"It was simply motivated by a desire to engage students more, and to make our education more relevant," says Calvin Baker, Superintendent of the Vail Unified School District.
And the kids are engaged.
"I use my computer all the time, anyways," Amanda says. "So it was, like, score!"
At her American history class, the teacher gives a traditional lecture. But the students take notes on their computers. Their homework is posted on the school Web site. They do research over the Internet and turn in their assignments online.
"I like it," says one student. "It's better than any other school I've been to — I think."
No textbooks, no books, no big binders, no pencils — it is a "weighty" issue. A typical high school student carries a heavy history book, math, English, science book, and two or three notebooks. Compare all of that with a featherweight laptop.
There is nothing Amanda and Andy miss about carrying books, they say. At lunchtime, every table in the school cafeteria is laptop heaven. For one student it was a perfect time to finish an assignment. Others were using their computers to listen to their favorite tunes and play games.
"We're talking to each other. We're playing our music. And play games on the Internet," one student says. "Whatever we want to do."
Actually, they're not supposed to do that. Luckily, the principal can keep an eye on their online behavior.
"I can go on my laptop and view what any kid is doing anywhere on school," Principal Cindy Lee says, "and in doing that we found a couple little weird things: searching when they shouldn't be, or instant messaging, or e-mailing."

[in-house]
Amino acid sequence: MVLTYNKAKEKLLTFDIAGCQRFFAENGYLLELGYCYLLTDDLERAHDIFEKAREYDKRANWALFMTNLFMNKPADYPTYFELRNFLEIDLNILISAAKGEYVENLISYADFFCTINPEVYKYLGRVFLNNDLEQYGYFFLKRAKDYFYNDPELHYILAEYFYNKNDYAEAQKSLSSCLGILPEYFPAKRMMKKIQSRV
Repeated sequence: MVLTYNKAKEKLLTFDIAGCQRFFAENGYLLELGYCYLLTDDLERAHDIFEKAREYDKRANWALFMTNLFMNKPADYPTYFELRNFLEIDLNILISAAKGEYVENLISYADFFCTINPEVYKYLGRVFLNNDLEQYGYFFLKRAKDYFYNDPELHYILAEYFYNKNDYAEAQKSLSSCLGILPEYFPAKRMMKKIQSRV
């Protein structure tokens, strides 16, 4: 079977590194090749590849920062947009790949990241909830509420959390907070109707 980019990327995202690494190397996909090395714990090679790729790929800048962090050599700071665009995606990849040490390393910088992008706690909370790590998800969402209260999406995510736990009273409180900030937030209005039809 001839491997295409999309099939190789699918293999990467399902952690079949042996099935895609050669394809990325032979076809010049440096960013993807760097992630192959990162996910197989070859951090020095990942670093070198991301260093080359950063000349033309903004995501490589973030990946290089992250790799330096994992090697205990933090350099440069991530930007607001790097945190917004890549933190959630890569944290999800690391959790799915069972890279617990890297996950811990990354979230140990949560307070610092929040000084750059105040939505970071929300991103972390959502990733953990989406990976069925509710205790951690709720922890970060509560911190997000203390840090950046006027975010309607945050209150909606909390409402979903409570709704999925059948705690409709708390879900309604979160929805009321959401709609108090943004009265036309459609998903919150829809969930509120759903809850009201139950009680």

Despite their savvy at playing games, some kids had to be taught how to use a computer for school.
"Useful computer skills, or the lack there of, has really been a surprise to me," teacher Jeremy Gypton says.
He is finding some kids don't know about saving files.
"When they save it, they get this look of shock on their face, 'Where did it go?'" he says. So it's a whole new way of saying "I lost my homework."
Not to worry. The school's nerve center has a copy. Kids who used to say their dog ate their homework now have to see Wayne Gritis, the site technology coordinator, to retrieve their files.
"They couldn't get it would be my biggest problem," Gritis says. "Yes, we have it backed up on some of our servers, and so even if their machine goes down, we can bring it up on another machine. So there aren't many excuses left."
For teachers, it's a challenge.
"It feels like the difference between swimming in a swimming pool vs. swimming in an ocean," math teacher Melinda Jensen says. "When you're in a pool, the boundaries are set. You know exactly where everything is and what everything is. And when you are in the ocean, it is limitless."
Already some kids are pushing the boundaries of their laptops.
"I was the first kid to max out my memory," one boy says. "I had a bunch of songs, pictures and video clips."
Empire High hasn't ditched books altogether. They do have a library and it will be filled with books.